Some Dharavi residents have built rooms on top of existing ones. PHOTO: ISHAN TANKHA FOR THE WALL STREET JOURNAL

Beyond the complexities of compensating and housing Dharavi’s people, the project is also facing legal challenges. In 2019, a consortium led by a Dubai-based company, Seclink Technologies Corp., won a bidding process for Dharavi’s redevelopment. The government later canceled that tender, saying there had been a material change in the circumstances of the plan. The government put out a new tender last year. Seclink has filed a petition in the Bombay High Court challenging the cancellation of the tender awarded to it.

Last month, several opposition party leaders alleged, in a letter to a federal law-enforcement agency, that awarding the project to Adani Properties is an example of how companies owned by the Indian billionaire have “exercised improper influence to obtain concessions and contracts from governments.”

A spokesman for Adani Group said that Adani Properties won the right to redevelop Dharavi through an open and transparent bidding process.

Some longtime residents welcome the redevelopment plan, hoping it will lead to a cleaner, safer Dharavi. “If it is improved, how nice it will be,” said Rekha Deepak Gade, a 41-year-old single mother who lives with four children in a 100-square-foot room.

Yusuf Galwani runs a family business in Dharavi making earthenware by hand. PHOTO: ISHAN TANKHA FOR THE WALL STREET JOURNAL

But many are worried about what the project portends for their future.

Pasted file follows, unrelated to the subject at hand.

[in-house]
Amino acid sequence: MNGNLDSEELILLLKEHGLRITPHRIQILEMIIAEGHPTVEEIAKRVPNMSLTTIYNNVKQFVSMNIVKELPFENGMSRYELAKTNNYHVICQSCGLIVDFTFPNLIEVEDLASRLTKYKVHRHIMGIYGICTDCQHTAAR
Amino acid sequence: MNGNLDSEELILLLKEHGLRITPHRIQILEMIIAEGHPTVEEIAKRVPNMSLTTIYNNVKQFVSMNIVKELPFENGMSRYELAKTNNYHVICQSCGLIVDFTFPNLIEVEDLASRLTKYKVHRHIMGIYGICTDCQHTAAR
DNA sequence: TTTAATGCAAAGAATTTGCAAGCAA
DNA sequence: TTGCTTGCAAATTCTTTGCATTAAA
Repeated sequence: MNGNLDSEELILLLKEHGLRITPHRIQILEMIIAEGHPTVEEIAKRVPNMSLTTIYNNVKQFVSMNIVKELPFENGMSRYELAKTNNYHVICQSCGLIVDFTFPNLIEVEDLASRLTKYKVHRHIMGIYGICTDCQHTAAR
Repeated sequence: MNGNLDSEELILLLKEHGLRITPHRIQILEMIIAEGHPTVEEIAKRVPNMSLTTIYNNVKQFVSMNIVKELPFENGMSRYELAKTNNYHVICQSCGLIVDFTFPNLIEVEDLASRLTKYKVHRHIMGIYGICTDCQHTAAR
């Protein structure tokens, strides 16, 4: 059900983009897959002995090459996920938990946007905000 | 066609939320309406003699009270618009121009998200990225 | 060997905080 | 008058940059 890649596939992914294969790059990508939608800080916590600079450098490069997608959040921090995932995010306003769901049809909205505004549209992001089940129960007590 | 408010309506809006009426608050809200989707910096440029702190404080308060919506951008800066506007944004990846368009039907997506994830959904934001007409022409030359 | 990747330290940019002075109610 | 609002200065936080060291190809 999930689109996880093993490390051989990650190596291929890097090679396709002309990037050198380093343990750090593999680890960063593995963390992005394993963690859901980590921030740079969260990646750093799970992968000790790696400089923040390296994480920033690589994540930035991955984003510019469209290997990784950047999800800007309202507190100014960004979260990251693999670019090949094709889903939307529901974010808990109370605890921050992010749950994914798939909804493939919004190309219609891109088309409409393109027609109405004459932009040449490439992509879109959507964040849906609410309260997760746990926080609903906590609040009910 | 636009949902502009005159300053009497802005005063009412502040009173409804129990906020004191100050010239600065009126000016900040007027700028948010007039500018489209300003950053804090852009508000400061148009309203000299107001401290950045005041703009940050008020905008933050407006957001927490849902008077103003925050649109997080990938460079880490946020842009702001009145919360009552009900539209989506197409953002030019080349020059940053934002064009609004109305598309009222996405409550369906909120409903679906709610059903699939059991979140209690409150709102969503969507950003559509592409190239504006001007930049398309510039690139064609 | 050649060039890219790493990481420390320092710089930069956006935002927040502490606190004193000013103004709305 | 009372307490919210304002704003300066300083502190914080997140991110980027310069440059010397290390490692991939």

Malliga Gunashekaran, 47, who moved in 2008 to her current home in Dharavi, where she lives with her husband, son and mother-in-law, said she isn’t sure if they meet the eligibility criteria to get a free home. “There is tension,” she said.

Yusuf Galwani runs a family business with his two brothers in Dharavi, where they make earthenware by hand. His grandfather started out as a clay potter in Dharavi more than 100 years ago. He and his brothers have expanded the workshop in the space-starved slum by building one floor on top of another. They have built a kiln to fire the pottery on the fourth floor. They fear they may not get this much space in a redevelopment.

Mr. Galwani said that over the years he and his brothers have refused lucrative job offers, to continue their family craft. They want to expand their grandfather’s business to greater heights and can’t imagine doing it anywhere else, he said.

“We don’t want to leave Dharavi,” he said. “Our hearts won’t allow it.”

Slums like Dharavi have flourished in large cities of many developing countries. PHOTO: ISHAN TANKHA FOR THE WALL STREET JOURNAL


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Stronger demand in some areas is pushing unit rents up faster than houses

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Renters are returning to the apartment market, leading to higher growth in weekly rents for units than houses over the past year, according to REA data. As workers return to their corporate offices, tenants are coming back to the inner city and choosing apartment living for its affordability.

This is a reversal of the pandemic trend which saw many renters leave their inner city units to rent affordable houses on the outskirts. Working from home meant they did not have to commute to the CBD, so they moved into large houses in outer areas where they could enjoy more space and privacy.